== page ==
The homeowners had small kids so Paul designed the dining room with curved doors that could shut out the noise of a loud, happy dinner party from the kids asleep upstairs. “It looks kind of like a jewel box when it is closed and sets the dining room apart from the rest of the home,” he remarks.
Much of the house has a baseline canvas of white. “Think of a room like a blank canvas, like an art gallery first, then you add pops of colors and textures,” says Paul. “Colors are added inside that reflect what you would see outside in the summer. This palette also keeps the home feeling warm in the winter when the leaves are off the trees.” The mostly white rooms have accents of the blues of the ocean, the greens of the grasses, and the browns of the trees.
Most of the rooms host all white furniture, which might make guests pause when asking for the red wine at a cocktail party.
But Weena and Spook have a secret weapon because all of that pristine white is made from indoor-outdoor materials.
This gives the furniture both beauty and practicality. There is no fading from the sun through the large windows and spills are easily wiped up. “Everyone has messy lives and this material is all we use now because we want everyone to be comfortable and relaxed in their homes, no matter what happens,” David says.
This magical material is called solution-dyed acrylics. The company Perennials has an outstanding collection of fabrics and carpets that are all resistant to spills and fading.
The pair also source from MariaFlora Fabrics, an Italian firm that creates fabrics that can look and feel like linen, chenille and velvet.
“This is the new wave. Clients say ‘Don’t show me anything that can’t get messy,’” says David.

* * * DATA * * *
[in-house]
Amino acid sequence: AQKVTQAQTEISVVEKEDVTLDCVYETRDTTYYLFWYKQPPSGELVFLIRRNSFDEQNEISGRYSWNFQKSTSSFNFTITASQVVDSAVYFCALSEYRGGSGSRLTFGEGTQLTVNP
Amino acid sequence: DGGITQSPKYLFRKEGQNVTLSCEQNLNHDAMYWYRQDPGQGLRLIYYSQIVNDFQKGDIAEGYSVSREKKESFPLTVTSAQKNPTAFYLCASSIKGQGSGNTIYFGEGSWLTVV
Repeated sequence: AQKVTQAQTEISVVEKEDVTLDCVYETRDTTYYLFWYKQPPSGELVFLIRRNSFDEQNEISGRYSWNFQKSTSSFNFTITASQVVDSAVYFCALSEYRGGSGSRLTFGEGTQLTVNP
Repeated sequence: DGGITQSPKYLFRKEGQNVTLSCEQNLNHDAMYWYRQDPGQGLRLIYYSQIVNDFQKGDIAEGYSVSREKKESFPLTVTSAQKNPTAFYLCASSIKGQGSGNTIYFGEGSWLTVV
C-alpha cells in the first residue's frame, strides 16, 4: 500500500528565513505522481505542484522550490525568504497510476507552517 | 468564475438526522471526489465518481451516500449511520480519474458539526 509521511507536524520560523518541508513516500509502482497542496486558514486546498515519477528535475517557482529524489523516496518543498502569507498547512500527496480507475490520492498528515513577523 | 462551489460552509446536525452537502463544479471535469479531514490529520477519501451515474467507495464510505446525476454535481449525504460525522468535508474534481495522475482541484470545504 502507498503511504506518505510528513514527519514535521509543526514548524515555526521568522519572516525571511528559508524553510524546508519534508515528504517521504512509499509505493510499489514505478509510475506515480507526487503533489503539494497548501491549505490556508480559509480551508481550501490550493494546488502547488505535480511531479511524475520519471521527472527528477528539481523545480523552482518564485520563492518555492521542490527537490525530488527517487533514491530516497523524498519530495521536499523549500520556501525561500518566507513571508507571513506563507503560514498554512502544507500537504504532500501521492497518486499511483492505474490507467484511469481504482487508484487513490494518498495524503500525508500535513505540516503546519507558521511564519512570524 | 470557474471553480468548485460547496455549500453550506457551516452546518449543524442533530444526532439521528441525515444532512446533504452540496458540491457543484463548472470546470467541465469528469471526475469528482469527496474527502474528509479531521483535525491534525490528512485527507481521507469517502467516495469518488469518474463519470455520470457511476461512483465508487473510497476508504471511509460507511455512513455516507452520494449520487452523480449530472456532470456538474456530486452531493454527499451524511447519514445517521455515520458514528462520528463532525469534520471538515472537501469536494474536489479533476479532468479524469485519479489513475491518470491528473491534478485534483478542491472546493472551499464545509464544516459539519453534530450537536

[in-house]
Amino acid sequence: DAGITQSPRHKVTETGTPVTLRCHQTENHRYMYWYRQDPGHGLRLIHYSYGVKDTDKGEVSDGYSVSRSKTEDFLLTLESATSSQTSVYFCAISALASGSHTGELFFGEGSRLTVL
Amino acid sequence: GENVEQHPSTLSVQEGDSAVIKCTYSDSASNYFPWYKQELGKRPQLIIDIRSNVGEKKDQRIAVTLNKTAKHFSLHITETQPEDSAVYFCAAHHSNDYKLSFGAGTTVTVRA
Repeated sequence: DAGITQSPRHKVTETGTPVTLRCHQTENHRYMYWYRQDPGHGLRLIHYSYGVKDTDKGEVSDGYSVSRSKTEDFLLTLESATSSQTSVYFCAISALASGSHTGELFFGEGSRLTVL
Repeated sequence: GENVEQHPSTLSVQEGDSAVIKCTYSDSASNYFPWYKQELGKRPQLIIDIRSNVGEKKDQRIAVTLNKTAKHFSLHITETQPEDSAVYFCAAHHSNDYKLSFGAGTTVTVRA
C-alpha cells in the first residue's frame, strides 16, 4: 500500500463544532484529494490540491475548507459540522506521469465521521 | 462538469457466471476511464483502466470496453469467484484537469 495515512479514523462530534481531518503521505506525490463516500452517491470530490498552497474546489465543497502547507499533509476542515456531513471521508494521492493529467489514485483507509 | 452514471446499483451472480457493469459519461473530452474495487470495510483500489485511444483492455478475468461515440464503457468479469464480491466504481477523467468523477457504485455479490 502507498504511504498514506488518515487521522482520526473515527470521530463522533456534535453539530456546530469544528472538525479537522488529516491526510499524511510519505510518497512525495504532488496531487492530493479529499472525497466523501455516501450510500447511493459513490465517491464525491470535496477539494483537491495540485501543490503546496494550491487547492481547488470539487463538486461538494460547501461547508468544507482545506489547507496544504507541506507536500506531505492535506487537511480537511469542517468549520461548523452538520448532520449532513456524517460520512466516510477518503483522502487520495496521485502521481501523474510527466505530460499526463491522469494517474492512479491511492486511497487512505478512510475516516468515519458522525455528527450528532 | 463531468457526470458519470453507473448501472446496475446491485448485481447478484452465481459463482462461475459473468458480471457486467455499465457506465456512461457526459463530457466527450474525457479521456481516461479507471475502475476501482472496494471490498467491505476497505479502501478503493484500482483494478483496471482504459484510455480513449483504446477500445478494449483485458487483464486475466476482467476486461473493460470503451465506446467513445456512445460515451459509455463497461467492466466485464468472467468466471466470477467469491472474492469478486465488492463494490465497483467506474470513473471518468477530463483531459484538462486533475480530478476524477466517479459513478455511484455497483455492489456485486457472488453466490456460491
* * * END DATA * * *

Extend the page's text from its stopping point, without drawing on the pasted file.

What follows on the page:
“Ten years ago, only 20% of the fabrics used were messy-friendly, now the marketplace is full of this type of fabric,” David says.
The one room to which they added a myriad of color was the family room. Because this space was going to have games and toys in them anyway, the team wanted to anchor the room with bright colors so the clutter wouldn’t stand out.
On the shelves, the pair added a large collection of yellow-covered National Geographic magazines hoping to encourage the kids to pick up something to read that was not a tablet or phone. David fondly remembers reading the iconic National Geographic magazines as a child during visits to his grandmother and expanding his world through their stories.
The collection of red books on the bookshelves are all real books, purchased from a set design company touting “books by the foot.” “We checked out each book before putting it on the shelves to make sure they were diverse and family-friendly material,” reassured David.
Even the coffee table books were chosen specifically for their color and size to fit the room’s design. At the end of a project, the team often gifts the homeowners with coffee table books, and the clients are repeatedly surprised that David and Paul have chosen just the book that they would like.
David and Paul are not surprised at all. During the design and installation process, they develop a trusting and close relationship with the families and they put much thought into exactly the type of book to suit their client’s tastes. They don’t gift novels because the homeowners may not have the time to sit down and read a book, but anyone can pick up a coffee table book and flip through it while having their morning coffee, David reasons.
In the end, homeowners get exactly the home they love. Many of their clients think their home is so beautiful that they don’t want to change a thing, and even take detailed photos of each room so things can be put back exactly where they were after a party.
When asked if they still do any fashion design, Paul remembers being asked by a client to design a mother-of-the-bride dress for her. “Because I knew her so well from working with her for many years, I was able to design a bespoke outfit that perfectly fit her style and personality and she loved it.”
So the pair have come full circle in their design journey. They can do it all and their clients love them for it. Sometimes dreams really do come true, and from their abode in Yarmouth Port, the world really does seem to be their oyster.
Valerie Gates is a freelance writer for Cape Cod Life Publications.
To read the story behind this company’s unique name, Weena and Spook, visit capecodlife.com.